- The bit where John tells Ringo that he's lucky they still let him play the drums is a reference to a supposed John quote that Ringo wasn't the best drummer in the band (which he never actually said), when in reality John remained close with Ringo even after the band broke up and frequently hired him as his drummer.
- Tantrum Throwing: A standard event when Dewey experiences some life setback.
- Tempting Fate: Pretty much every single thing Nate says or does before they play machete fight.
- Throwing Off the Disability: Dewey regains his sense of smell when reuniting Darlene, smelling her hair, then sniffing horse manure rapturously.
- True Art Is Incomprehensible: In-Universe with both "Black Sheep" and the Bob Dylan-style songs.Cox: Puss-filled blisters, scarlet fever,
I don't necessarily understand it either,
But ride the rails, Farmer Glickstein,
In your baby-blue bus
Ride the rails.
- The Unfavorite: Dewey to his father.
- The Unintelligible: Jack White's Elvis starts off as mildly mush-mouthed before descending into outright Elvis-sounding gibberish when he and Dewey meet backstage at Dewey's first performance. And as soon as he walks away...Dewey: ...what the fuck was he talkin' about?
- Waxing Lyrical: The first scene of Dewie in the 1960s has him acknowledge societal change with a line (mostly) lifted from "For What It's Worth."Theres something happening here... what it is ain't exactly... obvious.
- "Well Done, Son!" Guy: Spoofed to hell and back. Everything he does is designed to impress his father, but no matter what he does, he gets only one response:Dad: The wrong kid died!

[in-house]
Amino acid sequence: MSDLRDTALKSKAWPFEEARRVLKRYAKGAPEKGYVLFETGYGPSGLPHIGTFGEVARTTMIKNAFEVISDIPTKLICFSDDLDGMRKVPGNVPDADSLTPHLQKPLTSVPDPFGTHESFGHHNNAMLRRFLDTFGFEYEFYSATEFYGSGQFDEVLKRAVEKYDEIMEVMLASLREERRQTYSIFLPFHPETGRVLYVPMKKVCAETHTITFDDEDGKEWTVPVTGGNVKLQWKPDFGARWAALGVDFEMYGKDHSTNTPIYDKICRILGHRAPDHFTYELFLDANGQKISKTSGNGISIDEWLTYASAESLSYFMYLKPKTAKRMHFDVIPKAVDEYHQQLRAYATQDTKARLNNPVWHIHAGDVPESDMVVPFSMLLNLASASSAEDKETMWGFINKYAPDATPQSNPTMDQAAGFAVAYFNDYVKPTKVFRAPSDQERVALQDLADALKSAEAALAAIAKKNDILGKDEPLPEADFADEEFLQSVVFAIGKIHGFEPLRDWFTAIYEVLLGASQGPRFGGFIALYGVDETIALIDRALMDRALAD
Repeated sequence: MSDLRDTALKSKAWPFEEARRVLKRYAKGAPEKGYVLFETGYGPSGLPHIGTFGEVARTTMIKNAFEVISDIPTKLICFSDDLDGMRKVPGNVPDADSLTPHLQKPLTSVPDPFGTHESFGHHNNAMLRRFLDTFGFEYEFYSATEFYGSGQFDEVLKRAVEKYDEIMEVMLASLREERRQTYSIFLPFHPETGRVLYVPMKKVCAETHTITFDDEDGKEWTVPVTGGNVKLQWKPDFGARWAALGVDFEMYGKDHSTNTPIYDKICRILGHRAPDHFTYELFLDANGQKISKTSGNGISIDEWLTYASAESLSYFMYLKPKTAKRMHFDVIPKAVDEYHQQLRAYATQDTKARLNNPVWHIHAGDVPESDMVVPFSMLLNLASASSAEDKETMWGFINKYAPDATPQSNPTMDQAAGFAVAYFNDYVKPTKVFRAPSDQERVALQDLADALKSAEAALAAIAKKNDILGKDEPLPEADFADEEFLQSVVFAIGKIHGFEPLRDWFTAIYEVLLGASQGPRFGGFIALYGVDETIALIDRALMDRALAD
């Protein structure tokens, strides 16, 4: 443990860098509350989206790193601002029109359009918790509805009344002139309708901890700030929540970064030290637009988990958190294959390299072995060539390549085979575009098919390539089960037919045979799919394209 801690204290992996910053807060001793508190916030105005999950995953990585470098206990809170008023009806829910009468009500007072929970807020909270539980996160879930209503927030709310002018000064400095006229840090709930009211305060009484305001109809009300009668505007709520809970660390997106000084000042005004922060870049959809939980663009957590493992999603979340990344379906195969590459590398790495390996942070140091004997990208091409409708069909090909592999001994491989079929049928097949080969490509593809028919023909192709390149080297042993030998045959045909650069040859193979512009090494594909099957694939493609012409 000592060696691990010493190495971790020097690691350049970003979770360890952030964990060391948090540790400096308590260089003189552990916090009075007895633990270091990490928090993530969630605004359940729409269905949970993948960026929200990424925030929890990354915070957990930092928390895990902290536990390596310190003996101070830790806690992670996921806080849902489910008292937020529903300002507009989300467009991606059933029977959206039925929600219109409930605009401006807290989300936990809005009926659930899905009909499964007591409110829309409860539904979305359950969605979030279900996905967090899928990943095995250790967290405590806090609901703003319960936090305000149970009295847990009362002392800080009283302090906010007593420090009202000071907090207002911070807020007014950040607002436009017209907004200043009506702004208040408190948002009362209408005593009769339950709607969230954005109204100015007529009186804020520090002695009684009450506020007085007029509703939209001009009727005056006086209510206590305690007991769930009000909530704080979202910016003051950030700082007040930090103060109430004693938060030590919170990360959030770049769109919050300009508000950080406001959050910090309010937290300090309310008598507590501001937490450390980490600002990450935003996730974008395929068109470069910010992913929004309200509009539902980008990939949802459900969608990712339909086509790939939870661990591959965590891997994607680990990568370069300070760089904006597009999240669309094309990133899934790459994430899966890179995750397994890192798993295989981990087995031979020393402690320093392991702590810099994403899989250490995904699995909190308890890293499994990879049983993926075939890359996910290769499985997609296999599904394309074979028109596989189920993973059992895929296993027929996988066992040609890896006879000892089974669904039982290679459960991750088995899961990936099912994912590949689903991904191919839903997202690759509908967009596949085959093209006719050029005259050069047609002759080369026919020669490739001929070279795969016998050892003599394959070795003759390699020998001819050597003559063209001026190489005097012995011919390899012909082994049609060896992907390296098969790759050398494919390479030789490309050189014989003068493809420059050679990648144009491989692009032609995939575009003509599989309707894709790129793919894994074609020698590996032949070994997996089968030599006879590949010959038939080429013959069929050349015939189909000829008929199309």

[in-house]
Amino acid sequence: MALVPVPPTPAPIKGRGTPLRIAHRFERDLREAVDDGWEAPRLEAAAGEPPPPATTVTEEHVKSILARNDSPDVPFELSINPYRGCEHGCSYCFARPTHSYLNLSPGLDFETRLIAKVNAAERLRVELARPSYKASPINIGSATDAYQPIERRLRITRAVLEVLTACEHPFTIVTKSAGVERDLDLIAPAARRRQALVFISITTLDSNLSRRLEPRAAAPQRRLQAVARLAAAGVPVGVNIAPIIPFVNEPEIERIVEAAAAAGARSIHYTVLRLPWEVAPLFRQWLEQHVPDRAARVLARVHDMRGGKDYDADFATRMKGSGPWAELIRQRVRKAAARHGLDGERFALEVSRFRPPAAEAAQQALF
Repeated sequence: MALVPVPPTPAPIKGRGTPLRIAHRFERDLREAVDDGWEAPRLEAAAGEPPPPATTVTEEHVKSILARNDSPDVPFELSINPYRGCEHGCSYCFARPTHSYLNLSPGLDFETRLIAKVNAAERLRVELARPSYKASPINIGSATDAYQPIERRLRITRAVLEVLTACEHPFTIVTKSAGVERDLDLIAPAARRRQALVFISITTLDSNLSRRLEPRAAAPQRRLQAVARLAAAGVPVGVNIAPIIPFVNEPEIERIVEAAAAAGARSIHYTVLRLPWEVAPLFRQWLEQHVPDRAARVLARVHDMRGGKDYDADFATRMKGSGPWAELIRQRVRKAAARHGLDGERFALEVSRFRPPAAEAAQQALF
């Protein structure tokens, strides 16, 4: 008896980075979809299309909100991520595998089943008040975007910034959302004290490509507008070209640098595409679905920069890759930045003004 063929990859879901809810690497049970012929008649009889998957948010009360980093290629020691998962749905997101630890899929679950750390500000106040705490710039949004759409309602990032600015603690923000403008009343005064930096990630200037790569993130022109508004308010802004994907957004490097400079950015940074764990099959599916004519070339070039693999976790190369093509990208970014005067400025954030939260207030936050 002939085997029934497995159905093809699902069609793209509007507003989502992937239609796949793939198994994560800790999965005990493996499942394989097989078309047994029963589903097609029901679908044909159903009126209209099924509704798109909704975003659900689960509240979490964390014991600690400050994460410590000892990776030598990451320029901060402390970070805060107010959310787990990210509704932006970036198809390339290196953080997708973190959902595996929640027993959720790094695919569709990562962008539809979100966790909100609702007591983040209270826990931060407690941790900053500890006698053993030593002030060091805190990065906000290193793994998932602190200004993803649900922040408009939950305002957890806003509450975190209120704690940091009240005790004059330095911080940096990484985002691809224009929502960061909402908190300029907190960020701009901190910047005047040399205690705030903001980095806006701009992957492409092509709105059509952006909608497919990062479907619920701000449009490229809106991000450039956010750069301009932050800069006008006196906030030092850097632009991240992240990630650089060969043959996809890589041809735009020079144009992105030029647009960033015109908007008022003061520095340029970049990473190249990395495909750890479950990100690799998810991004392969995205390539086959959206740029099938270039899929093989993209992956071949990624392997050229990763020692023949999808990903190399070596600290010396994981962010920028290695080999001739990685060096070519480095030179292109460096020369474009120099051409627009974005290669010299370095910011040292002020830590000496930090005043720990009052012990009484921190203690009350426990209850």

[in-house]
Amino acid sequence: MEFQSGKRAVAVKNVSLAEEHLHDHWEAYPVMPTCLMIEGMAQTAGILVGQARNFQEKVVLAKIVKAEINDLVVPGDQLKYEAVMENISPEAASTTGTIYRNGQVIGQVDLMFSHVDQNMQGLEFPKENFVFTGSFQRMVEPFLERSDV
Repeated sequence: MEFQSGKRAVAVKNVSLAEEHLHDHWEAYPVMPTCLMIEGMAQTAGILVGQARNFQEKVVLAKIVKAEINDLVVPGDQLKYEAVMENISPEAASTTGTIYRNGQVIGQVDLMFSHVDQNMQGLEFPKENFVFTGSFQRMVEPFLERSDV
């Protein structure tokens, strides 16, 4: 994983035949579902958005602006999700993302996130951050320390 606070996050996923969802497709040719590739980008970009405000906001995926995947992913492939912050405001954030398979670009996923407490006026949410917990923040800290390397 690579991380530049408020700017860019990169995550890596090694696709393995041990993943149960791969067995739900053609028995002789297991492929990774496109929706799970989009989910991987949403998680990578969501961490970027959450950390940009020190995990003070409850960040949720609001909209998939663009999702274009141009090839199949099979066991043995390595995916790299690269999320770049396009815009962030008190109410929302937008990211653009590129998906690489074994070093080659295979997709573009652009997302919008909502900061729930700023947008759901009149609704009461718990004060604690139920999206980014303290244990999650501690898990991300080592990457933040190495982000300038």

- Even when the scene when he FINALLY starts to enjoy his son's music and dances with his wife, his wife dies tragically when she dances out the window, with the radio playing Dewey's music falling on her head. Naturally, Dad blames Dewey for it.
- He even sings that while there's nobody else around.
- We're Still Relevant, Dammit!: Invoked during Dewie's career in the 70s, where he jumps on every conceivable bandwagon possible (disco, variety show, jogging).
- Wet Blanket Wife: Parodied; practically every single thing Dewey's first wife says to him revolves either nagging him about spending more time with his family (not without cause, granted) or themed around him being a hopeless failure whose dreams of stardom will come to nothing no matter how hard he tries to succeed. Which becomes increasingly absurd when he's recording number one hits and touring the country in front of adoring crowds and she's still lecturing him on how pursuing his dreams of making music is futile and doomed to failure.
- White-Dwarf Starlet: Dewey becomes a male version of this trope in The 70s.
- Why Couldn't You Be Different?: Dewey's brother was ludicrously talented and ambitious. Dewey, not so much.
- Word Salad Lyrics:
- Parodied with "Royal Jelly", recorded during Dewey's "Dylan" phase; he himself admits he has no idea what he's singing.Mailboxes drip like lampposts in the twisted birth canal / Of the coliseum
Rim job fairy teapots mask the temper tantrum / O' say can you see 'em
- "Black Sheep" plays with this; though the lyrics themselves are bizarre, the song's heavy symbolism is very clearly Dewey trying to exorcise the guilt he feels over accidentally killing Nate, and how he, the inadequate, unwanted brother, is still alive.I just close my eyes, when I fantasize
Much to my surprise, I'm only half the size
That I used to be~
Bye, bye, white brother / This black sheep gotta roll
Bla-a-a-ack, sheep / bla-a-a-ack, sheep
The fields are in har-mo-ny, half is unsung
Now, that the blade, has been swung
- Parodied with "Royal Jelly", recorded during Dewey's "Dylan" phase; he himself admits he has no idea what he's singing.
- You Should Have Died Instead: "The wrong kid died!"